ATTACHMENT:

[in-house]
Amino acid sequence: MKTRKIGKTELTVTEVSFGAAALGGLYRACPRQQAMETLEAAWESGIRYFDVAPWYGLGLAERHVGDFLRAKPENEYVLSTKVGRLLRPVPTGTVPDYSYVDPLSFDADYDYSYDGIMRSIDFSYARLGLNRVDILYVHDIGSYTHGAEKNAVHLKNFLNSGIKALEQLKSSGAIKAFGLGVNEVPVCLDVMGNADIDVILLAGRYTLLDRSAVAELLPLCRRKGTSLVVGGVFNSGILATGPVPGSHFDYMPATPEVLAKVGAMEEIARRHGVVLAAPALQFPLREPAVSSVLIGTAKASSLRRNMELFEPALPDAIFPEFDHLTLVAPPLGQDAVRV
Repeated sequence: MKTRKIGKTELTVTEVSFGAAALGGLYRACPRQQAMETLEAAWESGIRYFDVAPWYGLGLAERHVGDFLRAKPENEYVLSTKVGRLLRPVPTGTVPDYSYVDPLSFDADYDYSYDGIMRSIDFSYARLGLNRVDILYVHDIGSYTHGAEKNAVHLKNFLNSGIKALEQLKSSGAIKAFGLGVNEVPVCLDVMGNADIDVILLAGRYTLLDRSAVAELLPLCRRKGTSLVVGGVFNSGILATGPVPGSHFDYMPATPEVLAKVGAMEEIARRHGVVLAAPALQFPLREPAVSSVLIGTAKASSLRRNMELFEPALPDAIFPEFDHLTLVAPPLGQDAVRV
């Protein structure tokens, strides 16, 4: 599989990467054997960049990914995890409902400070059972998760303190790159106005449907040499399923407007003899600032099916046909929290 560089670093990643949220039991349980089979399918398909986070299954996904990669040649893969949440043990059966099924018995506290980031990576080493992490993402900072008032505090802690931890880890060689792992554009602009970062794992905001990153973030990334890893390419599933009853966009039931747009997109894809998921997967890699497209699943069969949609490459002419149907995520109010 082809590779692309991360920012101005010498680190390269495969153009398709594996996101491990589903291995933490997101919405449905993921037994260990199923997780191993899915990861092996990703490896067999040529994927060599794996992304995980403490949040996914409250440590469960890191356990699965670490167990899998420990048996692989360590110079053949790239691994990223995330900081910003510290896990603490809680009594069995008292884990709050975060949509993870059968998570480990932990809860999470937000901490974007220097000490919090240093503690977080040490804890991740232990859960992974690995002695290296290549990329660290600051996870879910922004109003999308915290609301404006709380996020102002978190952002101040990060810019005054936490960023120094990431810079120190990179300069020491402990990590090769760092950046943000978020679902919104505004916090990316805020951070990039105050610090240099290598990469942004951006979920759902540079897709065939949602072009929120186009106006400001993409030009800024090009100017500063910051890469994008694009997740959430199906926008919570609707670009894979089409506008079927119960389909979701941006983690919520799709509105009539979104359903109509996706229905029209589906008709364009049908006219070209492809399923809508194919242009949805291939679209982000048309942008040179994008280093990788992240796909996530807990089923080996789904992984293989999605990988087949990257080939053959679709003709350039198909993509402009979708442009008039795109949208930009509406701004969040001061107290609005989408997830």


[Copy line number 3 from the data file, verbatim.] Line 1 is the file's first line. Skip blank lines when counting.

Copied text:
Repeated sequence: MKTRKIGKTELTVTEVSFGAAALGGLYRACPRQQAMETLEAAWESGIRYFDVAPWYGLGLAERHVGDFLRAKPENEYVLSTKVGRLLRPVPTGTVPDYSYVDPLSFDADYDYSYDGIMRSIDFSYARLGLNRVDILYVHDIGSYTHGAEKNAVHLKNFLNSGIKALEQLKSSGAIKAFGLGVNEVPVCLDVMGNADIDVILLAGRYTLLDRSAVAELLPLCRRKGTSLVVGGVFNSGILATGPVPGSHFDYMPATPEVLAKVGAMEEIARRHGVVLAAPALQFPLREPAVSSVLIGTAKASSLRRNMELFEPALPDAIFPEFDHLTLVAPPLGQDAVRV